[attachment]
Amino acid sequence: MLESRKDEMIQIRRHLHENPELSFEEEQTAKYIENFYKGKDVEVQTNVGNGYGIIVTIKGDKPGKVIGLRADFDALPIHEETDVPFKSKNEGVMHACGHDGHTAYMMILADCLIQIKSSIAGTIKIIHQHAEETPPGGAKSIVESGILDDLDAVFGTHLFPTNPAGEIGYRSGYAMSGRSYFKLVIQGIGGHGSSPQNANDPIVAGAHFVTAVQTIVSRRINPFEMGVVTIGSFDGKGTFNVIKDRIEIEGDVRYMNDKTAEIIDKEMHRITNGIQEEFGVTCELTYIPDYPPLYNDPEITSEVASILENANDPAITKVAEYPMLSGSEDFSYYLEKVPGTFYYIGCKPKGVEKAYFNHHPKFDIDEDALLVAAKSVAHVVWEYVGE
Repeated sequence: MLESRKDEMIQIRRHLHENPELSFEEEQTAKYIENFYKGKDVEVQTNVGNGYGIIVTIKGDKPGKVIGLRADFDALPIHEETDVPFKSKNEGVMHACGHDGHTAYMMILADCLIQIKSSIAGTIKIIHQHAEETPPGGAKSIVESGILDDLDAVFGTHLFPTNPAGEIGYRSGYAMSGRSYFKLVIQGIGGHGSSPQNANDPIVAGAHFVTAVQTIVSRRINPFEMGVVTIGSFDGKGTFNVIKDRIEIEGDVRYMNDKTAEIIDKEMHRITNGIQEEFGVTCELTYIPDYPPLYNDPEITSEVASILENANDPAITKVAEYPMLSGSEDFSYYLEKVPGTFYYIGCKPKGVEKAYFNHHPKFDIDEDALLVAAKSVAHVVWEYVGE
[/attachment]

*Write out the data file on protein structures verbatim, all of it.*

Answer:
Amino acid sequence: MLESRKDEMIQIRRHLHENPELSFEEEQTAKYIENFYKGKDVEVQTNVGNGYGIIVTIKGDKPGKVIGLRADFDALPIHEETDVPFKSKNEGVMHACGHDGHTAYMMILADCLIQIKSSIAGTIKIIHQHAEETPPGGAKSIVESGILDDLDAVFGTHLFPTNPAGEIGYRSGYAMSGRSYFKLVIQGIGGHGSSPQNANDPIVAGAHFVTAVQTIVSRRINPFEMGVVTIGSFDGKGTFNVIKDRIEIEGDVRYMNDKTAEIIDKEMHRITNGIQEEFGVTCELTYIPDYPPLYNDPEITSEVASILENANDPAITKVAEYPMLSGSEDFSYYLEKVPGTFYYIGCKPKGVEKAYFNHHPKFDIDEDALLVAAKSVAHVVWEYVGE
Repeated sequence: MLESRKDEMIQIRRHLHENPELSFEEEQTAKYIENFYKGKDVEVQTNVGNGYGIIVTIKGDKPGKVIGLRADFDALPIHEETDVPFKSKNEGVMHACGHDGHTAYMMILADCLIQIKSSIAGTIKIIHQHAEETPPGGAKSIVESGILDDLDAVFGTHLFPTNPAGEIGYRSGYAMSGRSYFKLVIQGIGGHGSSPQNANDPIVAGAHFVTAVQTIVSRRINPFEMGVVTIGSFDGKGTFNVIKDRIEIEGDVRYMNDKTAEIIDKEMHRITNGIQEEFGVTCELTYIPDYPPLYNDPEITSEVASILENANDPAITKVAEYPMLSGSEDFSYYLEKVPGTFYYIGCKPKGVEKAYFNHHPKFDIDEDALLVAAKSVAHVVWEYVGE